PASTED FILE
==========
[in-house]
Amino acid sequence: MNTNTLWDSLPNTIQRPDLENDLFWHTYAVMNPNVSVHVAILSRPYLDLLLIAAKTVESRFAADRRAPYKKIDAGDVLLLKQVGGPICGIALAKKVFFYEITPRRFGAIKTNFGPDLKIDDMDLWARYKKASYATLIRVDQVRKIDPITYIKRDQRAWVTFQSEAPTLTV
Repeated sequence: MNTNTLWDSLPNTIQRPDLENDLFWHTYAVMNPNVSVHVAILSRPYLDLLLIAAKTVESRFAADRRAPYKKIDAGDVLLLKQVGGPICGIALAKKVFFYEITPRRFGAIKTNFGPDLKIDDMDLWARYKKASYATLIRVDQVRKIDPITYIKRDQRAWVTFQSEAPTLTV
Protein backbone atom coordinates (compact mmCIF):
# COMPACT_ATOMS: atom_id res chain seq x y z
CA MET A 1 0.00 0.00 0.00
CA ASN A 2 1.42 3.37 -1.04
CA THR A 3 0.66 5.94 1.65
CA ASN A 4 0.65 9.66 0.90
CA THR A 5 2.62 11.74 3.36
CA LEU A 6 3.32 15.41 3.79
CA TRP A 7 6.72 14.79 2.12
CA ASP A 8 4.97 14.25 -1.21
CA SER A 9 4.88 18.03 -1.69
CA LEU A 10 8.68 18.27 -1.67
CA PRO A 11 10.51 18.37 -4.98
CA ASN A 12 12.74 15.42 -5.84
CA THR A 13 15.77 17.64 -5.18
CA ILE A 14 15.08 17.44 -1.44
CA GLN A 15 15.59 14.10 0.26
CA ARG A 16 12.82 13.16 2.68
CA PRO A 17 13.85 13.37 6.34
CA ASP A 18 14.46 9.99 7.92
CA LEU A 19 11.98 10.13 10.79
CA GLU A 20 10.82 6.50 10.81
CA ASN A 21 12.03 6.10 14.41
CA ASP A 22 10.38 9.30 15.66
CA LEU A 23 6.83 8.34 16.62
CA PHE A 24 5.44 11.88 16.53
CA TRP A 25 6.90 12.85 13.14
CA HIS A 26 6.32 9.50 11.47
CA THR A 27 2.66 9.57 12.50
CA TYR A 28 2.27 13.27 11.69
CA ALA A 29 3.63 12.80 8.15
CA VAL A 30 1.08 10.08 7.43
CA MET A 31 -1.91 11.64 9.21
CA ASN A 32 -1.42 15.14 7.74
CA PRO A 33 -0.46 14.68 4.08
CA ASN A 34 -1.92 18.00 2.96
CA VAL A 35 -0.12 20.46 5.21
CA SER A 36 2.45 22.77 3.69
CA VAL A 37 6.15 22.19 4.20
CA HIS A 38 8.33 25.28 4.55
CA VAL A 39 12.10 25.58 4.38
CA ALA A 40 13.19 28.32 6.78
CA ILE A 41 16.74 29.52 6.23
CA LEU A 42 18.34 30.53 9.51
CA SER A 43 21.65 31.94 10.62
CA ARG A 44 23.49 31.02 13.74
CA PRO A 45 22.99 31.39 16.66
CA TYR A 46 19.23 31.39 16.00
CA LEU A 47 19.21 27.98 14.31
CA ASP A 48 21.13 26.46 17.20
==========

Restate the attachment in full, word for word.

[in-house]
Amino acid sequence: MNTNTLWDSLPNTIQRPDLENDLFWHTYAVMNPNVSVHVAILSRPYLDLLLIAAKTVESRFAADRRAPYKKIDAGDVLLLKQVGGPICGIALAKKVFFYEITPRRFGAIKTNFGPDLKIDDMDLWARYKKASYATLIRVDQVRKIDPITYIKRDQRAWVTFQSEAPTLTV
Repeated sequence: MNTNTLWDSLPNTIQRPDLENDLFWHTYAVMNPNVSVHVAILSRPYLDLLLIAAKTVESRFAADRRAPYKKIDAGDVLLLKQVGGPICGIALAKKVFFYEITPRRFGAIKTNFGPDLKIDDMDLWARYKKASYATLIRVDQVRKIDPITYIKRDQRAWVTFQSEAPTLTV
Protein backbone atom coordinates (compact mmCIF):
# COMPACT_ATOMS: atom_id res chain seq x y z
CA MET A 1 0.00 0.00 0.00
CA ASN A 2 1.42 3.37 -1.04
CA THR A 3 0.66 5.94 1.65
CA ASN A 4 0.65 9.66 0.90
CA THR A 5 2.62 11.74 3.36
CA LEU A 6 3.32 15.41 3.79
CA TRP A 7 6.72 14.79 2.12
CA ASP A 8 4.97 14.25 -1.21
CA SER A 9 4.88 18.03 -1.69
CA LEU A 10 8.68 18.27 -1.67
CA PRO A 11 10.51 18.37 -4.98
CA ASN A 12 12.74 15.42 -5.84
CA THR A 13 15.77 17.64 -5.18
CA ILE A 14 15.08 17.44 -1.44
CA GLN A 15 15.59 14.10 0.26
CA ARG A 16 12.82 13.16 2.68
CA PRO A 17 13.85 13.37 6.34
CA ASP A 18 14.46 9.99 7.92
CA LEU A 19 11.98 10.13 10.79
CA GLU A 20 10.82 6.50 10.81
CA ASN A 21 12.03 6.10 14.41
CA ASP A 22 10.38 9.30 15.66
CA LEU A 23 6.83 8.34 16.62
CA PHE A 24 5.44 11.88 16.53
CA TRP A 25 6.90 12.85 13.14
CA HIS A 26 6.32 9.50 11.47
CA THR A 27 2.66 9.57 12.50
CA TYR A 28 2.27 13.27 11.69
CA ALA A 29 3.63 12.80 8.15
CA VAL A 30 1.08 10.08 7.43
CA MET A 31 -1.91 11.64 9.21
CA ASN A 32 -1.42 15.14 7.74
CA PRO A 33 -0.46 14.68 4.08
CA ASN A 34 -1.92 18.00 2.96
CA VAL A 35 -0.12 20.46 5.21
CA SER A 36 2.45 22.77 3.69
CA VAL A 37 6.15 22.19 4.20
CA HIS A 38 8.33 25.28 4.55
CA VAL A 39 12.10 25.58 4.38
CA ALA A 40 13.19 28.32 6.78
CA ILE A 41 16.74 29.52 6.23
CA LEU A 42 18.34 30.53 9.51
CA SER A 43 21.65 31.94 10.62
CA ARG A 44 23.49 31.02 13.74
CA PRO A 45 22.99 31.39 16.66
CA TYR A 46 19.23 31.39 16.00
CA LEU A 47 19.21 27.98 14.31
CA ASP A 48 21.13 26.46 17.20